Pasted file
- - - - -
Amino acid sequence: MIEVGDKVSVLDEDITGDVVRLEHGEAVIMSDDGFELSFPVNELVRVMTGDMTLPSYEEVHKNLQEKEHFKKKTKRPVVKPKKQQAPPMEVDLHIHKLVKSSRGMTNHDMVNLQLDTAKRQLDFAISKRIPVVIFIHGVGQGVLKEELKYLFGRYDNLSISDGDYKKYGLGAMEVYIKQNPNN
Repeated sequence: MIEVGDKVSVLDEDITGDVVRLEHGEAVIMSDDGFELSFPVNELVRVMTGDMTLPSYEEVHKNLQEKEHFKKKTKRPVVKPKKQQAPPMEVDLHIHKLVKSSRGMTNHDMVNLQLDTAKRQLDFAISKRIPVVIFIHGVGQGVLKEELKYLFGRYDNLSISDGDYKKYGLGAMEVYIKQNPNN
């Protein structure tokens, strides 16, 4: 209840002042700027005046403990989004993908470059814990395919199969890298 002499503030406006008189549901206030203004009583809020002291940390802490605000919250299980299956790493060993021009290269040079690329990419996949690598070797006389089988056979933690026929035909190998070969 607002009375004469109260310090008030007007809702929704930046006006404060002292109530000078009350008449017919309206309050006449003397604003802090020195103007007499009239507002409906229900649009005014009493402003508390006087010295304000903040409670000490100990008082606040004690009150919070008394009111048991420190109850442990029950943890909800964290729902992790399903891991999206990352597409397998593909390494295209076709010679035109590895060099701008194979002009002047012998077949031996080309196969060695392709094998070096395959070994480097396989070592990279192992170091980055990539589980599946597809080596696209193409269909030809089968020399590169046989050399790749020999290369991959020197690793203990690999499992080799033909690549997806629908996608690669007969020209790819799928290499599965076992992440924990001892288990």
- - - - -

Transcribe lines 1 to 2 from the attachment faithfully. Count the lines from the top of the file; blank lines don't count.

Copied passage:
Amino acid sequence: MIEVGDKVSVLDEDITGDVVRLEHGEAVIMSDDGFELSFPVNELVRVMTGDMTLPSYEEVHKNLQEKEHFKKKTKRPVVKPKKQQAPPMEVDLHIHKLVKSSRGMTNHDMVNLQLDTAKRQLDFAISKRIPVVIFIHGVGQGVLKEELKYLFGRYDNLSISDGDYKKYGLGAMEVYIKQNPNN
Repeated sequence: MIEVGDKVSVLDEDITGDVVRLEHGEAVIMSDDGFELSFPVNELVRVMTGDMTLPSYEEVHKNLQEKEHFKKKTKRPVVKPKKQQAPPMEVDLHIHKLVKSSRGMTNHDMVNLQLDTAKRQLDFAISKRIPVVIFIHGVGQGVLKEELKYLFGRYDNLSISDGDYKKYGLGAMEVYIKQNPNN